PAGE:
Congratulations! You’ve bagged yourself a new job and are looking forward to getting started in a new and exciting organisation!
Except... we’re living in the time of the Coronavirus and the extent of your commute is walking downstairs and your new office is your kitchen table. To say that the experience of starting a new job remotely might be a little different is an understatement!
From no face to face training, to no friendly conversations in the staff kitchen, it would be easy to feel detached and disengaged from the offset. Especially, if the interview process all had to be done via Zoom so you’ve never actually set foot on-site or even met your line manager in person.
But don’t worry, Ambitions have you covered with our top tips to help you navigate this unusual period and help you get the most out of your first few weeks.
In advance of your first day, take time to read through anything you’ve been sent. This may include details of what to expect from your first day/week etc. plus any meetings or online training. Get everything you know about planned into your diary and at a very minimum, make sure you know what is going to happen on your first day so you don’t feel lost.
You may receive IT hardware/technology in advance, if you do, then it’s a good idea to get this set up and do a trial run beforehand so you’re ready to go.
Set up your office area - desk, chair, notepad and any stationery you may need. Consider the background and lighting of your workspace in case of any video calls.
One of the primary differences of remote working is the loss of the ability to just simply reach out and ask a quick question if you get stuck, which, in normal circumstances, you could do across a desk without giving it a second thought. Having to schedule a call or meeting to do so suddenly adds another layer of formality and you may have concerns about being seen as ‘too needy’.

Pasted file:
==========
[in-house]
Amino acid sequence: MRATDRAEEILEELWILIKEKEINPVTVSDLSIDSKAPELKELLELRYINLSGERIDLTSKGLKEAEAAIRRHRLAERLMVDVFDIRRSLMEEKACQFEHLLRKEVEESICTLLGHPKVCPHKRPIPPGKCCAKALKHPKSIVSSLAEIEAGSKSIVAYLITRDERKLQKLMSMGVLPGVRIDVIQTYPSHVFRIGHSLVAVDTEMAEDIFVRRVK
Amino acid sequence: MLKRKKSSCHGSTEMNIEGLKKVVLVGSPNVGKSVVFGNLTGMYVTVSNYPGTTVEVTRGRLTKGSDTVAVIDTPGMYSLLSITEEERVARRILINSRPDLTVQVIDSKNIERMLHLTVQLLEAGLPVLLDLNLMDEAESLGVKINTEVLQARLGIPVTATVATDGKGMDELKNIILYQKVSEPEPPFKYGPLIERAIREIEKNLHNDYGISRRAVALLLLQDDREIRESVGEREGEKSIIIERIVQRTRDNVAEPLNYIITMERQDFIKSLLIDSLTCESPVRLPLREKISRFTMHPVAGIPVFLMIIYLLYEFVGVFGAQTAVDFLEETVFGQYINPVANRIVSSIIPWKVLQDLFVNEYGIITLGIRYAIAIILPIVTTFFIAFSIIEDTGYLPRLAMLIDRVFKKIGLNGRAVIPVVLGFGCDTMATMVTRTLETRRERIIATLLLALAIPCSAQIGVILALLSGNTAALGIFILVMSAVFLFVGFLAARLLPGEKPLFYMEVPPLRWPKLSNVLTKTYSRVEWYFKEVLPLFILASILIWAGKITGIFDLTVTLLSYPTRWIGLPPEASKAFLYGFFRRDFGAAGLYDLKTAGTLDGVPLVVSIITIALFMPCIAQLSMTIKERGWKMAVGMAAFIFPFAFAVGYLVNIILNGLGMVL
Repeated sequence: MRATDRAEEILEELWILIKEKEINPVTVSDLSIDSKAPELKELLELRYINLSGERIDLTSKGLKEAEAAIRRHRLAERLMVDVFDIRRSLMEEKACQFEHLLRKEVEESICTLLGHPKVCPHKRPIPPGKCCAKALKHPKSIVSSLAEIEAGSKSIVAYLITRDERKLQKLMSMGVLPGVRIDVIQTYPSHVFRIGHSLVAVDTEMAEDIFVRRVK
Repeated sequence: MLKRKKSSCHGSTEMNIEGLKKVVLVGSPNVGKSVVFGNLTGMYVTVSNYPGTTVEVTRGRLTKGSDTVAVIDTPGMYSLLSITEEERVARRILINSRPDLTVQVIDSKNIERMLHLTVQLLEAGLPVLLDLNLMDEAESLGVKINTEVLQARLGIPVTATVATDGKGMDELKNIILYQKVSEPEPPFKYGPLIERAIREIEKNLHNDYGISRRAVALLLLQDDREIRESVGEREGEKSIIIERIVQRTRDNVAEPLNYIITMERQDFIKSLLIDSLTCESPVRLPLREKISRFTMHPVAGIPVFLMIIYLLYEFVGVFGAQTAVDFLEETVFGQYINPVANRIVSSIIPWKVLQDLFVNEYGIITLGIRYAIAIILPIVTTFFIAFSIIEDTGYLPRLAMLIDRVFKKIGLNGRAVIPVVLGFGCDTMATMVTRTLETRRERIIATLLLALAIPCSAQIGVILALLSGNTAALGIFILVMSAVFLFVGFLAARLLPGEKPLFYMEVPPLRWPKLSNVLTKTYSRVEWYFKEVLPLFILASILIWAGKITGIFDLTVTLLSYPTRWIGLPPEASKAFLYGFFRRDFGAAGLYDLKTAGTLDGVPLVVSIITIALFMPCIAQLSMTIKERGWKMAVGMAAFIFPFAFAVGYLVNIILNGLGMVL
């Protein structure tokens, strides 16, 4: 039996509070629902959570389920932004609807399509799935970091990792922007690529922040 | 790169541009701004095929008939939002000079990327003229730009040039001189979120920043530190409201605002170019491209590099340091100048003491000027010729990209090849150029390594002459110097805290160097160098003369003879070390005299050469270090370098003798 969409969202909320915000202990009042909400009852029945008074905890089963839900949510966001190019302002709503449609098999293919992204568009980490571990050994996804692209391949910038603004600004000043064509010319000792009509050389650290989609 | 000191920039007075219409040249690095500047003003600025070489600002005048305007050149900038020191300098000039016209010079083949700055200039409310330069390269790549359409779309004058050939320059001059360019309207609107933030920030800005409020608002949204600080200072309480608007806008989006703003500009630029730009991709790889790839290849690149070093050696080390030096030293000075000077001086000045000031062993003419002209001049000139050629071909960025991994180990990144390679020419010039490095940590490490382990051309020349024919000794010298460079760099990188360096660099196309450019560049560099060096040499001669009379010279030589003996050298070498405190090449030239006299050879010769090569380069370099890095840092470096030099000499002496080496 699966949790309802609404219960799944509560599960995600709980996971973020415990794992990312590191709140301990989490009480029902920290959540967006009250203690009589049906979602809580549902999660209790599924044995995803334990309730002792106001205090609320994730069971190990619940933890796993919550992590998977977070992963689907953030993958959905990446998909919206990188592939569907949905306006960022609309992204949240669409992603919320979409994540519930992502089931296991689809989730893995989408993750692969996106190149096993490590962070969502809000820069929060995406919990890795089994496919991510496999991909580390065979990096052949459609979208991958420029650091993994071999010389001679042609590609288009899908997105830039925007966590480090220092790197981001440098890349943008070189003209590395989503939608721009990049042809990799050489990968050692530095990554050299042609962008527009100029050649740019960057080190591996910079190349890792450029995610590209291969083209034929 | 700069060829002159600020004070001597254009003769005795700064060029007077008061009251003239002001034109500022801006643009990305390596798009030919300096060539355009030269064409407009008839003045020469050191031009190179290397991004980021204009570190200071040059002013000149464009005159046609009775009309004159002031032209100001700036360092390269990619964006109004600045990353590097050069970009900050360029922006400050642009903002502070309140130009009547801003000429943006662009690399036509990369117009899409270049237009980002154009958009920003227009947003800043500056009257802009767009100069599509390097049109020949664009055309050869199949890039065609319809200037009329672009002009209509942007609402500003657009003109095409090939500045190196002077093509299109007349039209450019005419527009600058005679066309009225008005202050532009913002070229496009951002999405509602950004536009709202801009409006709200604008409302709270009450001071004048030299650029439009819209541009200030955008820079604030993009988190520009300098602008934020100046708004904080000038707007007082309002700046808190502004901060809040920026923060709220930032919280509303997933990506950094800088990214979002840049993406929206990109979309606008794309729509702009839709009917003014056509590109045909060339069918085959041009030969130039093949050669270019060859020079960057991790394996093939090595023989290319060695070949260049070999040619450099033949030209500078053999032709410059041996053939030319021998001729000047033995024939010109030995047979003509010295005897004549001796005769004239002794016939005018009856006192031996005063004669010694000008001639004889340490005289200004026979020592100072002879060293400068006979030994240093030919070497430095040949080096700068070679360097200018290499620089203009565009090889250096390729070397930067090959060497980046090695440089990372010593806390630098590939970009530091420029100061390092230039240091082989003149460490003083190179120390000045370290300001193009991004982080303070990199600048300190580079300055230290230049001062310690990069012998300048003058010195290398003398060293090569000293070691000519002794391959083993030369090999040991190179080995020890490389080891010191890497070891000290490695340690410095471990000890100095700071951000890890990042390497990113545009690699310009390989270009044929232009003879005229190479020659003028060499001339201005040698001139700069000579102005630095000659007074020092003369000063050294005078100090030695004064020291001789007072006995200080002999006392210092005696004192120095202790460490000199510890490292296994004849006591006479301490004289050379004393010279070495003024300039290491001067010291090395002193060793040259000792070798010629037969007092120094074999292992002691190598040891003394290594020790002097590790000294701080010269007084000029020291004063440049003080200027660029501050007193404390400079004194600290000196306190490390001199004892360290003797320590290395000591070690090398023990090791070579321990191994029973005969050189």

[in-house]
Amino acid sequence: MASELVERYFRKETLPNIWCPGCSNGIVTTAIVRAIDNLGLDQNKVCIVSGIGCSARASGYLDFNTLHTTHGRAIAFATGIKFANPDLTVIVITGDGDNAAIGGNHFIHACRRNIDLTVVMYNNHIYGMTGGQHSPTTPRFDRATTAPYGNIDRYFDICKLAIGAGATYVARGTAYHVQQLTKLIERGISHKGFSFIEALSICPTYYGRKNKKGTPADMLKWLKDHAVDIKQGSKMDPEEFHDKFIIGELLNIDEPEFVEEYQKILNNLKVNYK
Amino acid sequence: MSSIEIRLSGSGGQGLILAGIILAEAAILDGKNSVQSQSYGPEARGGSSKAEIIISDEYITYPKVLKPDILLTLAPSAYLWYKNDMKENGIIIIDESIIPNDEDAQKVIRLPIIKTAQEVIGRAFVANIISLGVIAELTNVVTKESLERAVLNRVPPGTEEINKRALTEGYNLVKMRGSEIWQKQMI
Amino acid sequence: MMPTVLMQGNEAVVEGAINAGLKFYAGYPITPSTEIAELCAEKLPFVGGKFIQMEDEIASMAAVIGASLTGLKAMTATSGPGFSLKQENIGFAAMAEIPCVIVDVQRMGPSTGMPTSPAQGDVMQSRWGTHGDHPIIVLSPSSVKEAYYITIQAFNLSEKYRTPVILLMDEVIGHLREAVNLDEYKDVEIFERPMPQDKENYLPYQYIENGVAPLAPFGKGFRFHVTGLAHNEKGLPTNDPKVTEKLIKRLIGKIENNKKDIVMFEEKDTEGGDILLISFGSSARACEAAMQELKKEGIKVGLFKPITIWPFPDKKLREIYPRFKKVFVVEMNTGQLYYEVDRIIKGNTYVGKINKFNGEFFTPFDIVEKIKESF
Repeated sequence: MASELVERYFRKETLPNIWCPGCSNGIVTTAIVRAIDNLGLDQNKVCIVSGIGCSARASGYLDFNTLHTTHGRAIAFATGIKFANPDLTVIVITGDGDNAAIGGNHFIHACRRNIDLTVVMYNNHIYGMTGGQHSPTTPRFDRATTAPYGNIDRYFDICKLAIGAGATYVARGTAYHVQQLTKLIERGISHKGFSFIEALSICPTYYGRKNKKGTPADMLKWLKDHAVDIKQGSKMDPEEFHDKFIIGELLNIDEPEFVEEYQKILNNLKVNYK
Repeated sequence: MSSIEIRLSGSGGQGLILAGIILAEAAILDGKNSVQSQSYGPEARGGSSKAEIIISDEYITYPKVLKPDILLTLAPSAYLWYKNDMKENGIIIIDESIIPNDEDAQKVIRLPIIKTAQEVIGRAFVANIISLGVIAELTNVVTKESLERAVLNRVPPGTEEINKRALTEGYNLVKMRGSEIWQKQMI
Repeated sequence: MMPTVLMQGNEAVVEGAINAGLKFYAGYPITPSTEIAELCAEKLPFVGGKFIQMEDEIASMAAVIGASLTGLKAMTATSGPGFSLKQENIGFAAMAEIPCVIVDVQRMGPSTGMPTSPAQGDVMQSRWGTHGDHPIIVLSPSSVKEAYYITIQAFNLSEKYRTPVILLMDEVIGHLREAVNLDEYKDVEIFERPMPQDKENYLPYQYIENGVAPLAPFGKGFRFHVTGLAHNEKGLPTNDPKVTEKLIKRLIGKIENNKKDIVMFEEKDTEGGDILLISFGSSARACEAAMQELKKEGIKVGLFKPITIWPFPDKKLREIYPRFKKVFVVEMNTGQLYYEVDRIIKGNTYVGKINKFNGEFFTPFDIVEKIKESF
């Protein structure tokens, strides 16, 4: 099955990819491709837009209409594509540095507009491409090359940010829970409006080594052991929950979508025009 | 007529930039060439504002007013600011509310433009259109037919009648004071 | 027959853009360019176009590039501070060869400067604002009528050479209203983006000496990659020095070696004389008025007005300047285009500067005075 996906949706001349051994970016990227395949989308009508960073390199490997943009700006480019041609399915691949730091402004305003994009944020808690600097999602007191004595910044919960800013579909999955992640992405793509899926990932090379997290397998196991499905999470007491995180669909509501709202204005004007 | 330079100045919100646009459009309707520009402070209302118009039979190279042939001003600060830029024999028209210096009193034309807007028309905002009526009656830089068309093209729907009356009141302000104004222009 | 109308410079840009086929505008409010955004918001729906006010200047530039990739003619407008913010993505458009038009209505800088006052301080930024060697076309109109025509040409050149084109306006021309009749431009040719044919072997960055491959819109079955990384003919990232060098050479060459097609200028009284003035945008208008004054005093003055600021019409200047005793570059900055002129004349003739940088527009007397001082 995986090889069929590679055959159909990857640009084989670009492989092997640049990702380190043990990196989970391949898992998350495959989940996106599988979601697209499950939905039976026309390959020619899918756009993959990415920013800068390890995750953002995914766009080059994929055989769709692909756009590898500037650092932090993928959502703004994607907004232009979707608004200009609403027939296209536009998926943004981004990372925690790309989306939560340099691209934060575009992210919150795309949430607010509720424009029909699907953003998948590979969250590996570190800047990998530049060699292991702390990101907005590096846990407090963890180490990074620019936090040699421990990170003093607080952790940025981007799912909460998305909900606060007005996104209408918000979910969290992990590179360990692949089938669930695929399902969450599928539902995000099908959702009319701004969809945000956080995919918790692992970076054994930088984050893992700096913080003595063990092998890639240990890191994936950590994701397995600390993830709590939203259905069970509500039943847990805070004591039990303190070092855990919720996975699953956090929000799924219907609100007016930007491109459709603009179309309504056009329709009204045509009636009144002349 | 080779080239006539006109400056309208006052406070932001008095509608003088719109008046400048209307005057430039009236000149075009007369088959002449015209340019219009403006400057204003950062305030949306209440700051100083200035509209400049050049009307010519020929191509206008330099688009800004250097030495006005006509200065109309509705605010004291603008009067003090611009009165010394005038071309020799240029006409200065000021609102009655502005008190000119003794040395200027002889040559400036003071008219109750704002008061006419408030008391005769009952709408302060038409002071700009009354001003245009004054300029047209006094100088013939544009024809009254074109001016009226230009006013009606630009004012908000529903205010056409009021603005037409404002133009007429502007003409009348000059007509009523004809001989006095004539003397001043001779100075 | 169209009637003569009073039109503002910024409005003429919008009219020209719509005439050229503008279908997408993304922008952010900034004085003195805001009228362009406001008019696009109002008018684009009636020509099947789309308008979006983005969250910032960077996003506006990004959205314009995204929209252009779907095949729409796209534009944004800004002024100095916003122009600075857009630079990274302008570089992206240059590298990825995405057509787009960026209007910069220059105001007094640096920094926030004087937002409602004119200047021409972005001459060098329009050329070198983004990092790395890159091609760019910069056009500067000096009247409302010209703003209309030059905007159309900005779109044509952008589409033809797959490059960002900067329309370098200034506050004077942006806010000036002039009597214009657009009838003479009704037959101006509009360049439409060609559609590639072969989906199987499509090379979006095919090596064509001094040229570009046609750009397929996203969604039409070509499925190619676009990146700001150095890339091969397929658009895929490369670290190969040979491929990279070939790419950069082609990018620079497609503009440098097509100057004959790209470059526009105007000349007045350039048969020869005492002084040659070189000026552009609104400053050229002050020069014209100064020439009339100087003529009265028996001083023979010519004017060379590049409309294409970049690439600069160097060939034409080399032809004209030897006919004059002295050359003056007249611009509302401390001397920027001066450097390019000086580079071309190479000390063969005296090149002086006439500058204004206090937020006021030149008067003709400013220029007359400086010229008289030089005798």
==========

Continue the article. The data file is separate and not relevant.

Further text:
On the flip side, the worst thing you can do is spend time worrying or not knowing how to proceed!
At an early stage, it’s essential to ask your line manager how they want you to communicate with them - it might be that you have a daily catch up at a set time, a messaging mechanism for non-urgent queries and an escalation process for anything that requires immediate attention. It’s useful to understand which channel to use for what type of query and when. This also applies to communicating with other colleagues too - how’s best to reach other departments/teams, for example, HR or Accounts functions.
Some organisations have implemented a buddy or peer to peer mentor system, if this applies, take advantage of it! Use your mentor to further understand the culture and how things operate.
Some organisations use platforms that promote collaborative working between colleagues - instant messaging services, for example, can be useful to build a connection with other team members without being as intense as a video chat.
As you would in a face to face scenario, take every opportunity to introduce yourself, get to know your colleagues and build a network of connections. There may be others who have also started remotely who can become your allies and a source of information and support.
There may also be opportunities for virtual social activities, such as the classic ‘online quiz’ or Friday drinks. Get involved as much as possible!
MANAGE YOUR EXPECTATIONS
Starting a new job is scary at the best of times, and of course, you’ll want to make a good impression and prove yourself. But it’s important to remember that these are unprecedented times and it's a learning curve for both you and your new employer. Don’t put any undue pressure on yourself and remember it's just a case of doing your best in the circumstances. As tempting as it can be to put extra hours in to show your commitment, make sure to make time for fresh air and breaks from your screen throughout the day.
We’d love to hear your experiences of starting a job remotely and how you made it work for you, please get in touch below.